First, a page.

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Environmental Leadership Center
Warren Wilson College
Campus Box 6323
P.O. Box 9000
Asheville, NC 28815-9000

828.771.3006

Please refer comments or questions about this website to Ellen Querin.

Eco Team

 

 

EcoTeam is an environmental education program of the Environmental Leadership Center (ELC) of Warren Wilson College. It was developed as a community outreach project in 1997. Since its creation, the program has forged collaborative relationships between higher education and elementary schools with a unique environmental education curriculum designed for third graders. The mission of the Environmental Leadership Center (ELC) is to raise awareness of local, national, and global environmental realities and to inspire citizens-especially our youth-to reflect, to communicate, and to act as responsible caretakers of the earth. EcoTeam is designed to teach third graders about environmental and ecological concepts while providing undergraduate students with experience coordinating, delivering and evaluating an environmental education program to local elementary schools. In addition to supporting the original EcoTeam program at Warren Wilson College, the ELC is committed to the expansion of the program to colleges and universities throughout the South East. To learn specifically how the ELC can help you start an EcoTeam program at your college or university, please read the Develop EcoTeam at Your School section of the website.In addition to supporting the original EcoTeam program at Warren Wilson College, the ELC is committed to the expansion of the program to colleges and universities throughout the South East.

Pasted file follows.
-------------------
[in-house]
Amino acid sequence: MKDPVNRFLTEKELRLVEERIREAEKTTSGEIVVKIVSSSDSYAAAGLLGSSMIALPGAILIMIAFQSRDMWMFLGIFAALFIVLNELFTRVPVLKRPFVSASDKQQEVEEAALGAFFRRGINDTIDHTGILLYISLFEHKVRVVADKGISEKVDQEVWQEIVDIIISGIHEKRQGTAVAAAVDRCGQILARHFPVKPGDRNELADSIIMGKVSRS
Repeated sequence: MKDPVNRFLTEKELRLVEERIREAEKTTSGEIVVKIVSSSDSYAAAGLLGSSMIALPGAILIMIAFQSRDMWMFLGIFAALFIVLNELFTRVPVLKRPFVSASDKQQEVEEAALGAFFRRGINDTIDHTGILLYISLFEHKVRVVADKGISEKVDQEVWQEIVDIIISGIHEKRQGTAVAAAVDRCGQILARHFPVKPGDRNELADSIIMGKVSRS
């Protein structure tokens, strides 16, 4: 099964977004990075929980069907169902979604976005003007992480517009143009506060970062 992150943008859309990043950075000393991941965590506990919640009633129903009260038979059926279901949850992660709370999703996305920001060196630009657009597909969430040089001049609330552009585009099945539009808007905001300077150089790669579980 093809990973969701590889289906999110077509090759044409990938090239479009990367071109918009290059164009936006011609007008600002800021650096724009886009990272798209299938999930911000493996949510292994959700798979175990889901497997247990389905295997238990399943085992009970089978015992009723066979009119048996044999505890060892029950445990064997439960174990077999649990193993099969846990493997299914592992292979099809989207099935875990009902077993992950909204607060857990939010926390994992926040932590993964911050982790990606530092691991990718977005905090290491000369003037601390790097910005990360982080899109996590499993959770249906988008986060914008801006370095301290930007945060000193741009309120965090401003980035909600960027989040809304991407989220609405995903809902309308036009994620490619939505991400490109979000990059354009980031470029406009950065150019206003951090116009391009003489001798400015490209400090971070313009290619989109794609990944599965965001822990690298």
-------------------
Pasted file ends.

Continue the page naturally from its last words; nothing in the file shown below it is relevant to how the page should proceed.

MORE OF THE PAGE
EcoTeam began by sending trained Warren Wilson College (WWC) students into third grade classes in Buncombe County, North Carolina to present environmental education lessons. The original EcoTeam concept and lessons were developed and refined by Warren Wilson College students under the direction of ELC staff. Beginning in 2000, the ELC contracted Dr. Tom Marcinkowski of the Florida Institute of Technology to assist in an evaluation of the EcoTeam curriculum. The subsequent two year process of rewriting and refining EcoTeam has involved ELC staff, WWC students, Buncombe County School personnel, Dr. Marcinkowski and a diverse expert review panel. The goal of this process was to create an environmental education curriculum that is now:

·       regionally relevant. (While some materials may have to be adjusted for regional relevancy, the EcoTeam program is a template for groups that wish to build partnerships between their college or university and the elementary schools in their various communities);

·       developmentally appropriate for third graders;

·       multi-disciplinary and correlated with the North Carolina Standard Course of Study;

·       Correlated with National Science Education Standards, Content Standards (K-4);

·       consistent with the North American Association for Environmental Educations (NAAEE) www.naaee.org Guidelines for Excellence and Guidelines for the Initial Preparation of Environmental Educators;